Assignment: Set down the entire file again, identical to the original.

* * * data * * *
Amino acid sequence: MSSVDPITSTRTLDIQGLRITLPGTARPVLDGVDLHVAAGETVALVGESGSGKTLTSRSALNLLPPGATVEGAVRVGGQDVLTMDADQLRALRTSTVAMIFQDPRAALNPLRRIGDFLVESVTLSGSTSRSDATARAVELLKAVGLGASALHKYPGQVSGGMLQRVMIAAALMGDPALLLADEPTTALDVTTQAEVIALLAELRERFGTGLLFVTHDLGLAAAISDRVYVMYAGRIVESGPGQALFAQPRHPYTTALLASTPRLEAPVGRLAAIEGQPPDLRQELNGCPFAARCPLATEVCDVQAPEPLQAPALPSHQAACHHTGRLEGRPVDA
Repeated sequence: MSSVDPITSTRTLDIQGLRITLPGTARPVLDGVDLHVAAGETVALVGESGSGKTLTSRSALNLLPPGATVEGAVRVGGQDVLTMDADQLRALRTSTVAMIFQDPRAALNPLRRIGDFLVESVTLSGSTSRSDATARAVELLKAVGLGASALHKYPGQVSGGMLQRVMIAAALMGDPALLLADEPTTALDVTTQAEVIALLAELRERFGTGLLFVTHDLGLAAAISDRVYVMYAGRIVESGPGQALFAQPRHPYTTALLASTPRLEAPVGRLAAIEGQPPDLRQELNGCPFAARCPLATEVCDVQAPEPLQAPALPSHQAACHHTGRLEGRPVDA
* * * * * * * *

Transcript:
Amino acid sequence: MSSVDPITSTRTLDIQGLRITLPGTARPVLDGVDLHVAAGETVALVGESGSGKTLTSRSALNLLPPGATVEGAVRVGGQDVLTMDADQLRALRTSTVAMIFQDPRAALNPLRRIGDFLVESVTLSGSTSRSDATARAVELLKAVGLGASALHKYPGQVSGGMLQRVMIAAALMGDPALLLADEPTTALDVTTQAEVIALLAELRERFGTGLLFVTHDLGLAAAISDRVYVMYAGRIVESGPGQALFAQPRHPYTTALLASTPRLEAPVGRLAAIEGQPPDLRQELNGCPFAARCPLATEVCDVQAPEPLQAPALPSHQAACHHTGRLEGRPVDA
Repeated sequence: MSSVDPITSTRTLDIQGLRITLPGTARPVLDGVDLHVAAGETVALVGESGSGKTLTSRSALNLLPPGATVEGAVRVGGQDVLTMDADQLRALRTSTVAMIFQDPRAALNPLRRIGDFLVESVTLSGSTSRSDATARAVELLKAVGLGASALHKYPGQVSGGMLQRVMIAAALMGDPALLLADEPTTALDVTTQAEVIALLAELRERFGTGLLFVTHDLGLAAAISDRVYVMYAGRIVESGPGQALFAQPRHPYTTALLASTPRLEAPVGRLAAIEGQPPDLRQELNGCPFAARCPLATEVCDVQAPEPLQAPALPSHQAACHHTGRLEGRPVDA